Deputy Solicitor General Edwin Kneedler '74 Discusses Immigration Cases
With more than 100 arguments before the U.S. Supreme Court under his belt, Deputy Solicitor General Edwin Kneedler '74 has unique experience analyzing contentious legal issues.
Kneedler discussed his experience arguing immigration cases before the Supreme Court on behalf of the federal government March 31 at an event sponsored by the Law School’s Immigration Law Program.
“Handling of Immigration cases can now be more complex than it used to be because immigration responsibility is vested in two executive departments, not one,” Kneedler said. “The Department of Homeland Security has the basic enforcement responsibilities, and the Justice Department has the adjudicatory responsibilities.”
Kneedler highlighted two complex Supreme Court immigration cases from 2001 in his lecture.
In Zadvydas v. Davis, the Supreme Court considered a constitutional challenge to the provision of the Immigration and Nationality Act (INA) governing the continued detention, pending removal, of aliens who have been ordered deported. In part to avoid questions concerning the constitutionality of the statutory provision, the court construed it to contain an implicit “reasonableness” limitation, and adopted a presumptive rule that six months would be a reasonable time for the government to arrange for the alien’s removal to another country.
Kneedler noted that while the case was pending, the government established procedures for administrative review of such detentions, and he explained how representing the government in immigration and other cases can sometimes involves advising the agency concerned on non-litigation ways to address legal issues.
INS v. St. Cyr involved two laws passed in 1996, specifically the Antiterrorism and Effective Death Penalty Act and the Illegal Immigration Reform and Immigrant Responsibility Act, that eliminated a form of discretionary relief from removal for certain aliens under Section 212(c) of the INA. Those 1996 laws also provided for review of all immigration cases in the courts of appeals rather than by habeas corpus, and further restricted judicial review for certain criminal aliens.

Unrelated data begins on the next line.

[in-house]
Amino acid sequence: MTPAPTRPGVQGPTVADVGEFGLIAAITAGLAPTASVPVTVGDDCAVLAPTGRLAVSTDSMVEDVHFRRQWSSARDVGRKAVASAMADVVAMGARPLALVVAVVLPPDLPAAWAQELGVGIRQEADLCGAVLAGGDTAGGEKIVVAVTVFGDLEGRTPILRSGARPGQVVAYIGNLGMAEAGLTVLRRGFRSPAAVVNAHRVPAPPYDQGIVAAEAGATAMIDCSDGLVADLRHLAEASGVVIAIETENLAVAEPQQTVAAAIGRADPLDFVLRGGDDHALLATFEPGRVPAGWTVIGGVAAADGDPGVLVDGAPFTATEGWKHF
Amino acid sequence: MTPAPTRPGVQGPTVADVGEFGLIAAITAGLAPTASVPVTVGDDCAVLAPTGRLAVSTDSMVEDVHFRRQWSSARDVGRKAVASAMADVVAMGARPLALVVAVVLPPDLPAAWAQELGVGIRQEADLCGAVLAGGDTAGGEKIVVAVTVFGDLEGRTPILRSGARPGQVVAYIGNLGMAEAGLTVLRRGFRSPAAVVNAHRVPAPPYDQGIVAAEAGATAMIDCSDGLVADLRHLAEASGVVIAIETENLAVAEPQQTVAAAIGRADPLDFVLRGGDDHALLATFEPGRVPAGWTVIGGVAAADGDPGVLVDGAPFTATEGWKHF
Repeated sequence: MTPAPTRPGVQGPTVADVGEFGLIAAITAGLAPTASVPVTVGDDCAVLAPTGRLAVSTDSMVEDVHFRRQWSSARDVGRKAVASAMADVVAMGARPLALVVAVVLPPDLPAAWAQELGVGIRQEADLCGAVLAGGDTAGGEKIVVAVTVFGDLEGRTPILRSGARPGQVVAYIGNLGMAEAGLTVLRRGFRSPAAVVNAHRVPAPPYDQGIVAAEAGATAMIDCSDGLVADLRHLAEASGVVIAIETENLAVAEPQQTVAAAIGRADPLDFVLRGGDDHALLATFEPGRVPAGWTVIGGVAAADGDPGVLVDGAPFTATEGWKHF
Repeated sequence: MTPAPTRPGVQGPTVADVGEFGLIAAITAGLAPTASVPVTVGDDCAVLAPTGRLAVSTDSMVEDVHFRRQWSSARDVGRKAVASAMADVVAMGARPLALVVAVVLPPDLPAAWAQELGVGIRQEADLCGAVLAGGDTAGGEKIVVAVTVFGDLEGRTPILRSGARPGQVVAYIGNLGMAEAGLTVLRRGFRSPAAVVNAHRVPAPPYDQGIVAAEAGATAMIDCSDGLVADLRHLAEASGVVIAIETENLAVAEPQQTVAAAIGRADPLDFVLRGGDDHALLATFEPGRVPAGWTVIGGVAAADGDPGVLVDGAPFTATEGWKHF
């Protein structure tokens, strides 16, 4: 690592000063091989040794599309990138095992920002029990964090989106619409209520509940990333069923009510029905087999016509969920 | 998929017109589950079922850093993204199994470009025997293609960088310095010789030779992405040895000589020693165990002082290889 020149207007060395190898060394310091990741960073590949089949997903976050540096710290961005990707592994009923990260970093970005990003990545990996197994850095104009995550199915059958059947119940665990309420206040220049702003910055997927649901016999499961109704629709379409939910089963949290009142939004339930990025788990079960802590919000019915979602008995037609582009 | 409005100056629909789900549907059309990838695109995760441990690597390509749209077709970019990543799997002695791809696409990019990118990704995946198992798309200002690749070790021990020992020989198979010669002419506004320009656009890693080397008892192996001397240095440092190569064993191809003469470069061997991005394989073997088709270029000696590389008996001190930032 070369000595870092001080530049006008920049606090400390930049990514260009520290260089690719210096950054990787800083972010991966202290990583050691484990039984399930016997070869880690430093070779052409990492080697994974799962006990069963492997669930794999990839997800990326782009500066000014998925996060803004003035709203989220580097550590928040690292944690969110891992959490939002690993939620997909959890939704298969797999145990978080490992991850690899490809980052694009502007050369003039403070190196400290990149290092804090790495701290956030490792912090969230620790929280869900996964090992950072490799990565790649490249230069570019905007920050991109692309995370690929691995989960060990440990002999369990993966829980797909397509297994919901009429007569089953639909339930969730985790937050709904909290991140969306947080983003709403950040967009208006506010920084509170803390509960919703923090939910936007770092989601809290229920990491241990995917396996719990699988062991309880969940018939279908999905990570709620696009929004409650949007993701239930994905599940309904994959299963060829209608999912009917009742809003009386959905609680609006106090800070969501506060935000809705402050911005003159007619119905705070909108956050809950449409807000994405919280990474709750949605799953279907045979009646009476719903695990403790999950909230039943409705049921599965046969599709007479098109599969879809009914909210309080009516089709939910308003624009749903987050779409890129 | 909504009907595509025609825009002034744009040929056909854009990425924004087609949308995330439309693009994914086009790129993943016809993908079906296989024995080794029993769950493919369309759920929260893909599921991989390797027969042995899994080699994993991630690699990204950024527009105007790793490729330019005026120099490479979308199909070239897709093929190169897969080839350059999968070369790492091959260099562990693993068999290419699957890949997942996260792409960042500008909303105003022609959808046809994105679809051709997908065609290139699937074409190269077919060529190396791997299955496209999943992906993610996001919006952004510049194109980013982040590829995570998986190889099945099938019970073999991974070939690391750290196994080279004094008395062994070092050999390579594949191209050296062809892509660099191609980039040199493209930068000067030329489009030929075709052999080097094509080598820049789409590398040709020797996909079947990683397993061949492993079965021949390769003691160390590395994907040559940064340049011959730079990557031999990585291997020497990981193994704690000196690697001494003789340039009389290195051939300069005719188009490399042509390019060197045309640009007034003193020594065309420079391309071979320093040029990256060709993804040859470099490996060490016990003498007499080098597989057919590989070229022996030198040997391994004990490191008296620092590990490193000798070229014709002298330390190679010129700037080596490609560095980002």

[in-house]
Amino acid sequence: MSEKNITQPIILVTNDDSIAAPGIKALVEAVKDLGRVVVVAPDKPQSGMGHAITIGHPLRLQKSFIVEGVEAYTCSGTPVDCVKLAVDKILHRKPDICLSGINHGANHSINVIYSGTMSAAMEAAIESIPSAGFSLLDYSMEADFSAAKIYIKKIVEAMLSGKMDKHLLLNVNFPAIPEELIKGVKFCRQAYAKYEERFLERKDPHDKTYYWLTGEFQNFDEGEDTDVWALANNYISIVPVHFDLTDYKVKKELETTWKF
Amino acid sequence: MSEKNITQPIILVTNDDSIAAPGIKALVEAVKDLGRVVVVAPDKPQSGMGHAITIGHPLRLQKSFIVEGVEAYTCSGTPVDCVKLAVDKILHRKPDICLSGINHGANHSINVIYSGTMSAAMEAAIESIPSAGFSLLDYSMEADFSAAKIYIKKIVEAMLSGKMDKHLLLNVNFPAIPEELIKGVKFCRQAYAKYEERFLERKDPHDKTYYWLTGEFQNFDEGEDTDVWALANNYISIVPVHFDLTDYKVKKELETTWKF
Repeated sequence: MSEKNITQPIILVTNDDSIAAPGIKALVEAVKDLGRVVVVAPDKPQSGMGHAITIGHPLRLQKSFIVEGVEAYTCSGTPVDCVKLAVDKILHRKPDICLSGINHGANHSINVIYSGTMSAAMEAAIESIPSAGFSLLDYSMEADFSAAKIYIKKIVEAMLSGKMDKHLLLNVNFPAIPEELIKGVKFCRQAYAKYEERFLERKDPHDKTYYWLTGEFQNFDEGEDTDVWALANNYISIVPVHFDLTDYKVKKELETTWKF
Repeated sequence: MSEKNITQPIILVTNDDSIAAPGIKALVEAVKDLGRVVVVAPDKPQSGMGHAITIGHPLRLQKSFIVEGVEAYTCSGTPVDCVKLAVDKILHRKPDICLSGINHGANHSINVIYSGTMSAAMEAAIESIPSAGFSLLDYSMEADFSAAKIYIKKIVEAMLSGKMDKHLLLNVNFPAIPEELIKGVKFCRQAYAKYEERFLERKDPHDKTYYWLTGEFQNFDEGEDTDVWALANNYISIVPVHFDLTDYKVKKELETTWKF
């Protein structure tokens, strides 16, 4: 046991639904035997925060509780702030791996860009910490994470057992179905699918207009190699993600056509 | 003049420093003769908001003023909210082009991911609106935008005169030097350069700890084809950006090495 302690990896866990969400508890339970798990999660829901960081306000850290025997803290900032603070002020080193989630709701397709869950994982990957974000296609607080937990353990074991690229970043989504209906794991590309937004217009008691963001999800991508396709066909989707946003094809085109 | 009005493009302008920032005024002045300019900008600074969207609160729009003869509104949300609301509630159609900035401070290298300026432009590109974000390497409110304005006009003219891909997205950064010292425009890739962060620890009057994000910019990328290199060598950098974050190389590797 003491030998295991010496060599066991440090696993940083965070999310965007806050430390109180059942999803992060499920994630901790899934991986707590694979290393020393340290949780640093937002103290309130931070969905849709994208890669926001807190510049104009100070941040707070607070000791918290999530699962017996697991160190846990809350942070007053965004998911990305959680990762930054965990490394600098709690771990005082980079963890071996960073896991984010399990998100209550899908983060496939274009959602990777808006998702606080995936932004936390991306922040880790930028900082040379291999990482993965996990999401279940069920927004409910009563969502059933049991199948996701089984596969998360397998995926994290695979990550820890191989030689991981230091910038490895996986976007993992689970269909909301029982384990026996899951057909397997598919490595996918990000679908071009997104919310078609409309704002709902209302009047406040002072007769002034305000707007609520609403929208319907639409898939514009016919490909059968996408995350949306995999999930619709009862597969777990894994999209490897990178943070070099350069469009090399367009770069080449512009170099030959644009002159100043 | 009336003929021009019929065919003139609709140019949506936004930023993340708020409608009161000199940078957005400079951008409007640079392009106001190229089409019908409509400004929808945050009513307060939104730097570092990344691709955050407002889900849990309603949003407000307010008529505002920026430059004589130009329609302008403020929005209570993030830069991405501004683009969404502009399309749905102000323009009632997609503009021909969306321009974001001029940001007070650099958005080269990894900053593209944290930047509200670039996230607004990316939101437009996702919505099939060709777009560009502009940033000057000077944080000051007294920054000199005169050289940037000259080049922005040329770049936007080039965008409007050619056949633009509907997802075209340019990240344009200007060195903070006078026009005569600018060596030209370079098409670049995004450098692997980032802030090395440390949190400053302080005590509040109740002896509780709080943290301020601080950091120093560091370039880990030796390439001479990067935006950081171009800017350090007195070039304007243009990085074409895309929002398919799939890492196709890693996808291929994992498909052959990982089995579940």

In the case, Enrico St. Cyr, a lawful permanent U.S. resident for 10 years and a Haitian citizen, pleaded guilty prior to 1996 to a controlled substance violation. The government argued that St. Cyr could not have his case reviewed on habeas corpus, and that the 1996 amendments had rendered him ineligible for discretionary relief. St. Cyr argued he was entitled to challenge his removal order through habeas corpus notwithstanding the 1996 amendments because the elimination of judicial review for criminal aliens would violate the Suspension Clause of the Constitution, and that the repeal of Section 212(c) should not be applied retroactively to him.
The Supreme Court ruled that the 1996 laws were not explicit enough to accomplish a repeal of habeas corpus, and that the elimination of relief under Section 212(c) should not be applied retroactively to St. Cyr. Kneedler pointed out that St. Cyr came up at a time when the Supreme Court had recently considered a number of cases dealing with retroactivity, and the court applied its general retroactivity jurisprudence to the immigration context.
“So there are a lot of situations in which immigration is unique, but there are also cross-cutting issues in which the court applies principles drawn from elsewhere” in the law, he said. Thus, the court rigorously applied its retroactivity analysis in St. Cyr, even though the general thrust of the 1996 amendments was to be tough on criminal aliens and to expedite their removal, Kneedler said.
Kneedler also explained that there is increasing interaction between immigration law and criminal law, both substantive and procedural. That development reflects another way in which immigration law is becoming less unique unto itself and poses challenges for immigration advocates to become familiar with another area of the law.
Kneedler’s expertise was recently brought to bear on the legality of Arizona’s controversial Senate Bill 1070. Among other things, that law requires a state or local police officer to question a person he stops about the person’s immigration status, if the officer has reasonable suspicion that he is illegally present.
Kneedler argued the case for the United States Government before the U.S. Court of Appeals for the Ninth Circuit, contending that this and other provisions of the Arizona law are preempted by the INA and by the federal government’s exclusive authority over immigration.
"The United States, the nation as a whole, is responsible to other nations for the ways in which their citizens are treated in the United States," Kneedler said. "If every state did this, we would have a patchwork of laws."
The Ninth Circuit recently ruled for the United States on that appeal.
Kneedler was Acting Solicitor General under President Barack Obama from January 2009 until now-Supreme Court Justice Elena Kagan was appointed Solicitor General in March 2009.
In 2008, Kneedler argued his 100th case before the Supreme Court — one of only 10 lawyers to do so. Chief Justice John Roberts congratulated Kneedler on his milestone from the bench.
Reported by Tim Arnold